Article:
Click for a map of the Phase 4 route in a separate window.

The route section of the site includes detailed illustrated descriptions - Rhyd Ddu to Beddgelert and Beddgelert to Porthmadog.

Preparations and Management

In Spring 2004, legal processes were set in motion to enact the Compulsory Purchase Order powers of the Welsh Highland Railway Order 1999, to secure all land required for rebuilding the remainder of the line to Porthmadog. The statement below was issued by Mike Hart on May 26th 2004:

The WHR Transport & Works Act Order that authorises the reconstruction of the line time limits the period during which we must commence the process of acquiring land compulsorily to five years from the date of making of the Order. The Order does not time limit the period during which the line is to be reconstructed.

We have therefore started issuing CPO notices for the remaining section of line from Rhyd Ddu to Porthmadog and will complete that exercise before the end of June. This will ensure we do not lose the option of securing any of the railway land over which there might be any doubt as to ownership through any adverse possession issues, etc. The notices also cover a few small additional areas of land within the Order's "Limits of Deviation" that we will need that are outside the old railway's boundary.

Doing this now will ensure there will be no doubt that all the land will be available for the reconstruction of the line onward from Rhyd Ddu to Porthmadog in the future.

The Dinas construction office, which had been kept "ticking over" on a one day a week basis since early 2004, was re-established as the base for the new company Welsh Highland Railway Construction Ltd (see above) and its General Manager Roland Doyle.

External firms started preparatory work along the Phase 4 route in Autumn 2004. By mid-November 2004 environmental consultants were well advanced with a detailed survey on the ground, which serves to identify the precise up to date position on the ground so as to enable detailed monitoring of environmental aspects during construction work.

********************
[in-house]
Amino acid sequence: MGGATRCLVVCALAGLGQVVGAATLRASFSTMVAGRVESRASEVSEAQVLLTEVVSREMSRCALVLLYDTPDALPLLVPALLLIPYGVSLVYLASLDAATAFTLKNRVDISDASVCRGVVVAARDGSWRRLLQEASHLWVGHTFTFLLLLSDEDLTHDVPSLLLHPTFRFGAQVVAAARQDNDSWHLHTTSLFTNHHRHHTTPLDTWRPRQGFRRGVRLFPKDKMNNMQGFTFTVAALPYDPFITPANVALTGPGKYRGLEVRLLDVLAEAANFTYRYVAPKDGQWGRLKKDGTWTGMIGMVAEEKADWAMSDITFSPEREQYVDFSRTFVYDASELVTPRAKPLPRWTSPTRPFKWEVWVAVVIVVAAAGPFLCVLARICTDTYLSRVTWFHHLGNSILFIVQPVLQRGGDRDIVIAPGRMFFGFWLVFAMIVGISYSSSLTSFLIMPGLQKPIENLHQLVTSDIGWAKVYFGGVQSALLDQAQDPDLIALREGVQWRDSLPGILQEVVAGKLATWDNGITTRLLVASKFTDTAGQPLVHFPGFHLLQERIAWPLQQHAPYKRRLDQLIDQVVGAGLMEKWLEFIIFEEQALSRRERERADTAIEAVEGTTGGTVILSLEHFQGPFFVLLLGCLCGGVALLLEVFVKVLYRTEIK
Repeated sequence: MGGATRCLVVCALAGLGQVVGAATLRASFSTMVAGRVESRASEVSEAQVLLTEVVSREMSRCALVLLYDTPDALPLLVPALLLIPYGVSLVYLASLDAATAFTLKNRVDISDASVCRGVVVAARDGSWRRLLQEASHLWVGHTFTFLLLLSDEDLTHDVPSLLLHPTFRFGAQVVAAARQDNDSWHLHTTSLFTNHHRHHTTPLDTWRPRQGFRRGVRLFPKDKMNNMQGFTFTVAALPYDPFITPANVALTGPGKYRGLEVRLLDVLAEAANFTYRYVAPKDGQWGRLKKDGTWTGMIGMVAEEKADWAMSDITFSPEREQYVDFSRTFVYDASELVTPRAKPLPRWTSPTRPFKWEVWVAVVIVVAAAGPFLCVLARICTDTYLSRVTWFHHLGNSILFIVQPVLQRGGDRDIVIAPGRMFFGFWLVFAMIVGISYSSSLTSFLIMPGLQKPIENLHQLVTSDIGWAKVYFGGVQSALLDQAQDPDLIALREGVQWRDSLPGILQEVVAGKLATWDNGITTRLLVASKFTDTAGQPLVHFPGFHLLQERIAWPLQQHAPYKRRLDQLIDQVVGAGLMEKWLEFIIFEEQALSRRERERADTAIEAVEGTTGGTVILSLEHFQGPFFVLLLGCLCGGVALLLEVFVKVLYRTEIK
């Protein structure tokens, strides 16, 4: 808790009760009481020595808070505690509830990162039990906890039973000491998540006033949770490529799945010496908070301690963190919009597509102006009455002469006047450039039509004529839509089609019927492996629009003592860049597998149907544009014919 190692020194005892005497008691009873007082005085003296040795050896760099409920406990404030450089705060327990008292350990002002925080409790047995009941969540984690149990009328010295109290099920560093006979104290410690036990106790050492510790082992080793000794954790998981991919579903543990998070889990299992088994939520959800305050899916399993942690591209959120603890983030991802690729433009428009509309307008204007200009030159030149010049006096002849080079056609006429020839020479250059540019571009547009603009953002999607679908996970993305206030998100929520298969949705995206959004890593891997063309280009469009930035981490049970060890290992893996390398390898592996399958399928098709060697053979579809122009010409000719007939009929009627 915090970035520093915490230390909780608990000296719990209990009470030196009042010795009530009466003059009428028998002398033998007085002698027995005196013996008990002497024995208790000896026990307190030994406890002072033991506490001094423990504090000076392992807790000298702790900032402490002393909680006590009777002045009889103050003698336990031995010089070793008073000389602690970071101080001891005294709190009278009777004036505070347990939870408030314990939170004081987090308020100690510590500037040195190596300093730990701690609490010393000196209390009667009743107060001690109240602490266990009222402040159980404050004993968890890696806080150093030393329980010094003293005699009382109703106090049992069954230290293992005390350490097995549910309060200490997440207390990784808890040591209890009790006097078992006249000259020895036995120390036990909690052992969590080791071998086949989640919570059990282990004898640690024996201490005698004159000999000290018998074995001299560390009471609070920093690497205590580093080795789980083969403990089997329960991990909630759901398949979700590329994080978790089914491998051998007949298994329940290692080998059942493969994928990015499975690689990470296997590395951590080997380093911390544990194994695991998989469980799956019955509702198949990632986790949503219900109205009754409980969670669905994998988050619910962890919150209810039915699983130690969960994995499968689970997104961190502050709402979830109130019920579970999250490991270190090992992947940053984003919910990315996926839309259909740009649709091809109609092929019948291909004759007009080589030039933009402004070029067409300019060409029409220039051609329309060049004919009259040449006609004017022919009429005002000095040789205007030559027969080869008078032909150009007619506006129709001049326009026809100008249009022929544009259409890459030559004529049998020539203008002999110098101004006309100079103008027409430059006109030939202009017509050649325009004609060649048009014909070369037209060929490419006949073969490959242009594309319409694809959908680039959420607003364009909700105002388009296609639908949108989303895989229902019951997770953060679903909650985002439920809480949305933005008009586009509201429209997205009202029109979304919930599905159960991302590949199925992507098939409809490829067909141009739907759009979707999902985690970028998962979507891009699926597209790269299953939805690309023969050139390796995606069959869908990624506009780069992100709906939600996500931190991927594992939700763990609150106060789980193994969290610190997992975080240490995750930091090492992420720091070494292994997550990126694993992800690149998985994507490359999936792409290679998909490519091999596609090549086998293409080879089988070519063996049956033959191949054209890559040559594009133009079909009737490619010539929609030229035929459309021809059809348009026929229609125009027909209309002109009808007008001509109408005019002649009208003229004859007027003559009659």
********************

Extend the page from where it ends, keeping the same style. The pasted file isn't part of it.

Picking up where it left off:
It was announced on December 17th 2004 that Welsh Highland Railway Construction Ltd had awarded a contract to Achnashean Fencing Ltd. of Llandygai, Bangor, for clearance including three waterlogged sites between Rhyd Ddu and Beddgelert. The clearance of the three sites had to be carried out in advance of other construction work in order to enable the detailed topographical survey to be completed. The sites were located beside the A4085 near Pitt's Head rock, within Beddgelert Forest (between Hafod Ruffydd and the uphill end of the first S-bend - just out of sight in the second of the trackbed pictures above), and near Cwm Cloch Isaf close to Beddgelert Station. The work involved clearing out drains that had become blocked over the years and removing trees and other vegetation that had established in these wet areas. All the sites were checked for conservation and wildlife interests with the object of rescuing any special creatures or plants. However, nothing of special interest was found. Achnashean's work got underway in January 2005, and was completed in April.

The next stage was a topographical engineering survey, the contract for which was let to local firm NRG Engineering Services Ltd, of Llanfairfechan. They produced detailed computer-based drawings of existing levels, structures, etc which were then used by WHRC Ltd as the base layer information for drawing up the detailed construction designs. There was then a MOSS alignment survey which lays out the track alignment within the land restrictions; on Phase 3 this process was done using the MOSS computer program, also widely used in highway design, but for Phase 4 this was superceded by software provided by NRG.

All this information formed a large part of the details given to potential civils contractors invited to tender for construction contracts. WHRC Ltd let a number of specialist civils contracts rather than one big single contract, an approach which enabled Phase 4 to make greater use of small/medium sized local construction companies.

The topographical survey was completed in early Spring 2005. Following this, the precise specification was drawn up section by section for the civils and earthworks contracts to be let.

Exact details of diversions were also finalised with electricity, telephone, gas and water companies as to where their equipment conflicts with the railway and how it would be relocated. WHRC Ltd also worked with Network Rail, who have been extremely helpful in finalising detail of the "Cambrian Crossing" at Porthmadog, where the WHR crosses Network Rail on the level.

A large range of information was prepared for submission to the local authorities in respect of detailed appearance of new, and changes to existing, structures, land form, etc. A great deal of effort also went into ongoing liaison and consultation, through officer and member meetings, with the two local authorities with responsibility for planning matters, i.e. Cyngor Gwynedd Council and the Snowdonia National Park Authority, depending on the section of trackbed concerned.